Numerous studies have contributed to making people aware of the ongoing stereotyping of ‘the Other’ in Western imagination. However, Africa views of Self and Otherness have been studied much less. Yet, right from the earliest contacts with Europe, Africa developed its own myths about ‘Self” and ‘Other’, conveyed in oral and written literatures, and in cultural movements – myths that passionately challenged Western cultural biases and debates. To a large extent, these debates have been ignored in Western culture. Being the object, as opposed to the subject, of the ‘gaze’ is not easy.
This book surveys a wide range of writings and ideas from Africa itself, and by people of African descent, on various ways in which ‘insiders’ and ‘outsiders’ have been imagined and defined from African perspectives. Attention is focused on identity issues regarding Africa, Panafricanism, American Black culture, Negritude, Black Consciousness, as well as on whiteness as otherness, Black versus a white cultures and gender matters in a racialized context. Some theoretical issues in the academic debate on insiders, outsiders and intercultural dialogue are also discussed, with examples from various disciplines. Five interviews with leading writers conclude the book.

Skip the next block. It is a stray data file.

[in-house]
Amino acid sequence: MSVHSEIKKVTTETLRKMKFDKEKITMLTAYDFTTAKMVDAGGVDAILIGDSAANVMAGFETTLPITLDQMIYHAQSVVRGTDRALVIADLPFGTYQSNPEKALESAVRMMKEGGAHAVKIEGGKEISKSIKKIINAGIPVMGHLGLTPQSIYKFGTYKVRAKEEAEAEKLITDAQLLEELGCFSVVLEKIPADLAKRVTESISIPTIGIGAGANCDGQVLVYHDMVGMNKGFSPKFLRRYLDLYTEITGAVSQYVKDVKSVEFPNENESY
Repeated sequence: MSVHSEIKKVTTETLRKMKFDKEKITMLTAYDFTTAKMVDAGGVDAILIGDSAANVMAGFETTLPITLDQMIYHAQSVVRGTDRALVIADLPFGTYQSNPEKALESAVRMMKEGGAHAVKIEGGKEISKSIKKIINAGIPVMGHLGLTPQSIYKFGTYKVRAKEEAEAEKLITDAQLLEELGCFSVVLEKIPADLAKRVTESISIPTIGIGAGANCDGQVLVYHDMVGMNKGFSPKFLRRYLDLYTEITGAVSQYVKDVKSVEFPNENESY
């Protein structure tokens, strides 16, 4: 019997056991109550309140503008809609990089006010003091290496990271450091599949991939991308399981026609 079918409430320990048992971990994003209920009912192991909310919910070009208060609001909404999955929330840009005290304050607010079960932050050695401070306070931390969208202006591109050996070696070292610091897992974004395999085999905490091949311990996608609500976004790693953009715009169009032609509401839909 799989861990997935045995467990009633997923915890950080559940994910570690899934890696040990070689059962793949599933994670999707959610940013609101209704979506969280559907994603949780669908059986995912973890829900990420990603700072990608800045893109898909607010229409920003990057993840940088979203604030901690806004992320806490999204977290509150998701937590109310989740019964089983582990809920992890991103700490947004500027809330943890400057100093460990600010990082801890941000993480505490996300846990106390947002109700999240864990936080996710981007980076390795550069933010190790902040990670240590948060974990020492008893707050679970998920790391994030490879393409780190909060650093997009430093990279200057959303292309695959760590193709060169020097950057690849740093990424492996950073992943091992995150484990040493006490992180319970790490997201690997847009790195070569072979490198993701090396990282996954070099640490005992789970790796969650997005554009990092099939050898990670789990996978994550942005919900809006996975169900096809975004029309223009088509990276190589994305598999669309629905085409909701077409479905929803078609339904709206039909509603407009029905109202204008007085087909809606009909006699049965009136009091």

“Mineke Schipper has thought long and hard about the ways in which the identities of critics shape both the critical interpretations and the reception of their work. In this book she brings that reflection, and her extensive knowledge of literary scholarship in Europe, Africa and North America, to bear on questions of literature and identity. This is a fascinating work.” Kwame Anthony Appiah , Harvard University
“Cette nouvelle publication est à la fois une étude scientifique très documentée et une œuvre militante pour un rééquilibre des rôles respectifs de l’Occident et de ce qu’il appelle le Tiers-Monde.” Etudes littéraires Africaines